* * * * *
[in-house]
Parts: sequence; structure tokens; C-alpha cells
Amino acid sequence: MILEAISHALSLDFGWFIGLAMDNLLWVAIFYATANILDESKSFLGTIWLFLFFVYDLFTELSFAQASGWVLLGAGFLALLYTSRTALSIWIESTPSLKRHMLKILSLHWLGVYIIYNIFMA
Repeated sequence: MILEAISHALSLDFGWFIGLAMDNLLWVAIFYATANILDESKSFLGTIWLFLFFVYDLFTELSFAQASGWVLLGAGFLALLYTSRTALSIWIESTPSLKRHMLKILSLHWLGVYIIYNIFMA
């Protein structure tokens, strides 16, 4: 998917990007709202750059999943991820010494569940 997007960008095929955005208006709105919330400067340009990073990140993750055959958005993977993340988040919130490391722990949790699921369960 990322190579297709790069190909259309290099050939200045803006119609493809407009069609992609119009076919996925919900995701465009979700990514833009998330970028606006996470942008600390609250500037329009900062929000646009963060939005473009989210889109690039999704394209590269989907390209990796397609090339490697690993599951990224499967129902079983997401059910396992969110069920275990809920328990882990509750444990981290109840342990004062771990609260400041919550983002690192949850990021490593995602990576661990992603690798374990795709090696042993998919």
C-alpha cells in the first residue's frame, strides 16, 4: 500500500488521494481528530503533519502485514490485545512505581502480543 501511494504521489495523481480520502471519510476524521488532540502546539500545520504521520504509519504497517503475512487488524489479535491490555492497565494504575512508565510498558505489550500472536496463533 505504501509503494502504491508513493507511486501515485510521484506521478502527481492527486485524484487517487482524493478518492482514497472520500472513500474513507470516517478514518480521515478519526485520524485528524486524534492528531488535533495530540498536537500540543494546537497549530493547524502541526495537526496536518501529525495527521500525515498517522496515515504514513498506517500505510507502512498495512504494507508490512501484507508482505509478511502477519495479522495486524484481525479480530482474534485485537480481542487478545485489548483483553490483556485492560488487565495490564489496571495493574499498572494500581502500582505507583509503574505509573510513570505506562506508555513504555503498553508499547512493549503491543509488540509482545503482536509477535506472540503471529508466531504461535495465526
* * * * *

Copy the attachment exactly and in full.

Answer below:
[in-house]
Parts: sequence; structure tokens; C-alpha cells
Amino acid sequence: MILEAISHALSLDFGWFIGLAMDNLLWVAIFYATANILDESKSFLGTIWLFLFFVYDLFTELSFAQASGWVLLGAGFLALLYTSRTALSIWIESTPSLKRHMLKILSLHWLGVYIIYNIFMA
Repeated sequence: MILEAISHALSLDFGWFIGLAMDNLLWVAIFYATANILDESKSFLGTIWLFLFFVYDLFTELSFAQASGWVLLGAGFLALLYTSRTALSIWIESTPSLKRHMLKILSLHWLGVYIIYNIFMA
């Protein structure tokens, strides 16, 4: 998917990007709202750059999943991820010494569940 997007960008095929955005208006709105919330400067340009990073990140993750055959958005993977993340988040919130490391722990949790699921369960 990322190579297709790069190909259309290099050939200045803006119609493809407009069609992609119009076919996925919900995701465009979700990514833009998330970028606006996470942008600390609250500037329009900062929000646009963060939005473009989210889109690039999704394209590269989907390209990796397609090339490697690993599951990224499967129902079983997401059910396992969110069920275990809920328990882990509750444990981290109840342990004062771990609260400041919550983002690192949850990021490593995602990576661990992603690798374990795709090696042993998919």
C-alpha cells in the first residue's frame, strides 16, 4: 500500500488521494481528530503533519502485514490485545512505581502480543 501511494504521489495523481480520502471519510476524521488532540502546539500545520504521520504509519504497517503475512487488524489479535491490555492497565494504575512508565510498558505489550500472536496463533 505504501509503494502504491508513493507511486501515485510521484506521478502527481492527486485524484487517487482524493478518492482514497472520500472513500474513507470516517478514518480521515478519526485520524485528524486524534492528531488535533495530540498536537500540543494546537497549530493547524502541526495537526496536518501529525495527521500525515498517522496515515504514513498506517500505510507502512498495512504494507508490512501484507508482505509478511502477519495479522495486524484481525479480530482474534485485537480481542487478545485489548483483553490483556485492560488487565495490564489496571495493574499498572494500581502500582505507583509503574505509573510513570505506562506508555513504555503498553508499547512493549503491543509488540509482545503482536509477535506472540503471529508466531504461535495465526